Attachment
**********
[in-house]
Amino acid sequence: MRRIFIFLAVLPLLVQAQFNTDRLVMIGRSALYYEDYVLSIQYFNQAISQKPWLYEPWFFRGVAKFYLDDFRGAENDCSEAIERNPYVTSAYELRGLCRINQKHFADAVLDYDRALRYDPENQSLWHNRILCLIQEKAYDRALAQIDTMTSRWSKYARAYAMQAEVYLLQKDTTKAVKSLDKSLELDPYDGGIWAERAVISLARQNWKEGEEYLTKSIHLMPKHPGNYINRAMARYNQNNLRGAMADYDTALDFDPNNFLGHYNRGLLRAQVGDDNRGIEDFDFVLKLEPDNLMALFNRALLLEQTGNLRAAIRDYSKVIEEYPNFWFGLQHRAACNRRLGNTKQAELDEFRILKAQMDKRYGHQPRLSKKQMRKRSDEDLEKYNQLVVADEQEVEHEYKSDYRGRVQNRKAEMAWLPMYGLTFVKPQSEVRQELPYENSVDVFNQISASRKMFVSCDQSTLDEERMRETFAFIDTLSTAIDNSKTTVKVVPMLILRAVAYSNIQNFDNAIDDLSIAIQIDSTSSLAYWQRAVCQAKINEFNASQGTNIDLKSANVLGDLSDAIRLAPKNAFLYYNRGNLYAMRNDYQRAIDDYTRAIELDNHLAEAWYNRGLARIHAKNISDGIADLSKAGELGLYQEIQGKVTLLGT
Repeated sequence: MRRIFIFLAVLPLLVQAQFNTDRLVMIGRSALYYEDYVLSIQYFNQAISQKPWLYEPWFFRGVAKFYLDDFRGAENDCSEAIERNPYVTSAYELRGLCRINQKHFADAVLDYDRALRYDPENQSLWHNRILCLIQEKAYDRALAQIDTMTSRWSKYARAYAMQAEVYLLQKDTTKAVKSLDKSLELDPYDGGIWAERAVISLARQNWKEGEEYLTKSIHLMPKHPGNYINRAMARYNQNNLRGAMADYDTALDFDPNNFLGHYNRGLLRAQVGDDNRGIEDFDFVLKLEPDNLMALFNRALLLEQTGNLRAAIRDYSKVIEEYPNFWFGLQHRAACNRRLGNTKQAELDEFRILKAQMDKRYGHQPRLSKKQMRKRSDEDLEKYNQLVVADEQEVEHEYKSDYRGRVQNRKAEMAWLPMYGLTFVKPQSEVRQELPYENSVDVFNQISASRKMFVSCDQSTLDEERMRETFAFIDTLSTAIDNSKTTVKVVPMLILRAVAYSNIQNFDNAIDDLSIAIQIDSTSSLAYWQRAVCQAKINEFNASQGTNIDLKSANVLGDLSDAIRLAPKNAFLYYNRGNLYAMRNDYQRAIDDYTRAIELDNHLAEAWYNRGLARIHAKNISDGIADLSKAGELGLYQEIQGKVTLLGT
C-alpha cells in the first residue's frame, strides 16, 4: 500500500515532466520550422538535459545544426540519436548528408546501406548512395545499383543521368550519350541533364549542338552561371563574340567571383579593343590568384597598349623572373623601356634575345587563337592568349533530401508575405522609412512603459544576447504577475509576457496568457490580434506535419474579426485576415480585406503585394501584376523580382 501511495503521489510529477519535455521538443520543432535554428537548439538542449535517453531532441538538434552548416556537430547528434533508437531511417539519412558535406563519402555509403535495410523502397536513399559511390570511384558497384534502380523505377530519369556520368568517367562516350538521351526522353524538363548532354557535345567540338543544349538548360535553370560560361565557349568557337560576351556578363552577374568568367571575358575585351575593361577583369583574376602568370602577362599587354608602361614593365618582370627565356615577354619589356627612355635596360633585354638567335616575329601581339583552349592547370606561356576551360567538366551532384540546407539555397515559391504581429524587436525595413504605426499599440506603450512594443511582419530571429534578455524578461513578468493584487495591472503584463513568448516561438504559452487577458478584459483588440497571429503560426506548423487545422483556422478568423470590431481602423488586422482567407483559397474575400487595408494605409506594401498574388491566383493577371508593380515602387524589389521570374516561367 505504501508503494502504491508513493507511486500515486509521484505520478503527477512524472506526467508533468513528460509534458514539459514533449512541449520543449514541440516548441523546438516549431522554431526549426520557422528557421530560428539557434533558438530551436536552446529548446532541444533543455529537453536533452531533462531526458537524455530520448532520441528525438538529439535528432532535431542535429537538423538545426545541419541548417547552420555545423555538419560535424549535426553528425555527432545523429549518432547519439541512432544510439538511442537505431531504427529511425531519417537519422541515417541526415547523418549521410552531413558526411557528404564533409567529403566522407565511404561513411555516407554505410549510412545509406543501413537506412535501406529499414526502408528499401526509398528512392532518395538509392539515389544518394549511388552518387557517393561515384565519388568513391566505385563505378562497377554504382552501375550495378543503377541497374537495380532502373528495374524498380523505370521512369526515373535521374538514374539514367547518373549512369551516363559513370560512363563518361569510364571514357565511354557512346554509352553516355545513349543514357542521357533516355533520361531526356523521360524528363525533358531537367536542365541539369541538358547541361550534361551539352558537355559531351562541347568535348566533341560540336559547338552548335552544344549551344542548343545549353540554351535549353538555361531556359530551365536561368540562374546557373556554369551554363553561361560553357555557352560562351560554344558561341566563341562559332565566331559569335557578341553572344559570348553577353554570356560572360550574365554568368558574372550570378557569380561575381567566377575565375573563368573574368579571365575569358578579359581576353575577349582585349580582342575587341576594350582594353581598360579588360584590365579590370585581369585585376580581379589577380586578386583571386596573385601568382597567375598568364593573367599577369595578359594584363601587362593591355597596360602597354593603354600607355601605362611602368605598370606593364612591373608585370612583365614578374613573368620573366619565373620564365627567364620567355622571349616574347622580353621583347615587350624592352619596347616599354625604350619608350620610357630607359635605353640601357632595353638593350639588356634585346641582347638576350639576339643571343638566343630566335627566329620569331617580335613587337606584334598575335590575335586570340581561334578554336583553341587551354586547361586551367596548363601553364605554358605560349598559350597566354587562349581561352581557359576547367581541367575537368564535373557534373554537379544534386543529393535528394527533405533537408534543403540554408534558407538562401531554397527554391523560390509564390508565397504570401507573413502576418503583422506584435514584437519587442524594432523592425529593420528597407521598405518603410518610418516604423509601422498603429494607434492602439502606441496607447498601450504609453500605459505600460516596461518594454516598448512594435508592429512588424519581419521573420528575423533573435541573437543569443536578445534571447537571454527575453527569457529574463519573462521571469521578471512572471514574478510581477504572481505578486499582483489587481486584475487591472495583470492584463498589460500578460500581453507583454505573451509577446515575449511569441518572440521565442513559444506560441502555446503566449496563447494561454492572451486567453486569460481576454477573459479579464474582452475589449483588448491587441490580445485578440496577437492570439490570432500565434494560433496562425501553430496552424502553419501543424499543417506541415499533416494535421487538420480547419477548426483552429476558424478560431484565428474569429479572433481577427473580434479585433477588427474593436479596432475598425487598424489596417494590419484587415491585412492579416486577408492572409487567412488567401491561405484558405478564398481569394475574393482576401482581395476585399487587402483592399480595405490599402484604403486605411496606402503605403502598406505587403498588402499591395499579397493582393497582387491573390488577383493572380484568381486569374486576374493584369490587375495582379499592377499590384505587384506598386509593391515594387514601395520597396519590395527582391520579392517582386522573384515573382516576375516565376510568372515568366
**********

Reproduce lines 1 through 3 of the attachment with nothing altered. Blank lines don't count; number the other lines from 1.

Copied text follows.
[in-house]
Amino acid sequence: MRRIFIFLAVLPLLVQAQFNTDRLVMIGRSALYYEDYVLSIQYFNQAISQKPWLYEPWFFRGVAKFYLDDFRGAENDCSEAIERNPYVTSAYELRGLCRINQKHFADAVLDYDRALRYDPENQSLWHNRILCLIQEKAYDRALAQIDTMTSRWSKYARAYAMQAEVYLLQKDTTKAVKSLDKSLELDPYDGGIWAERAVISLARQNWKEGEEYLTKSIHLMPKHPGNYINRAMARYNQNNLRGAMADYDTALDFDPNNFLGHYNRGLLRAQVGDDNRGIEDFDFVLKLEPDNLMALFNRALLLEQTGNLRAAIRDYSKVIEEYPNFWFGLQHRAACNRRLGNTKQAELDEFRILKAQMDKRYGHQPRLSKKQMRKRSDEDLEKYNQLVVADEQEVEHEYKSDYRGRVQNRKAEMAWLPMYGLTFVKPQSEVRQELPYENSVDVFNQISASRKMFVSCDQSTLDEERMRETFAFIDTLSTAIDNSKTTVKVVPMLILRAVAYSNIQNFDNAIDDLSIAIQIDSTSSLAYWQRAVCQAKINEFNASQGTNIDLKSANVLGDLSDAIRLAPKNAFLYYNRGNLYAMRNDYQRAIDDYTRAIELDNHLAEAWYNRGLARIHAKNISDGIADLSKAGELGLYQEIQGKVTLLGT
Repeated sequence: MRRIFIFLAVLPLLVQAQFNTDRLVMIGRSALYYEDYVLSIQYFNQAISQKPWLYEPWFFRGVAKFYLDDFRGAENDCSEAIERNPYVTSAYELRGLCRINQKHFADAVLDYDRALRYDPENQSLWHNRILCLIQEKAYDRALAQIDTMTSRWSKYARAYAMQAEVYLLQKDTTKAVKSLDKSLELDPYDGGIWAERAVISLARQNWKEGEEYLTKSIHLMPKHPGNYINRAMARYNQNNLRGAMADYDTALDFDPNNFLGHYNRGLLRAQVGDDNRGIEDFDFVLKLEPDNLMALFNRALLLEQTGNLRAAIRDYSKVIEEYPNFWFGLQHRAACNRRLGNTKQAELDEFRILKAQMDKRYGHQPRLSKKQMRKRSDEDLEKYNQLVVADEQEVEHEYKSDYRGRVQNRKAEMAWLPMYGLTFVKPQSEVRQELPYENSVDVFNQISASRKMFVSCDQSTLDEERMRETFAFIDTLSTAIDNSKTTVKVVPMLILRAVAYSNIQNFDNAIDDLSIAIQIDSTSSLAYWQRAVCQAKINEFNASQGTNIDLKSANVLGDLSDAIRLAPKNAFLYYNRGNLYAMRNDYQRAIDDYTRAIELDNHLAEAWYNRGLARIHAKNISDGIADLSKAGELGLYQEIQGKVTLLGT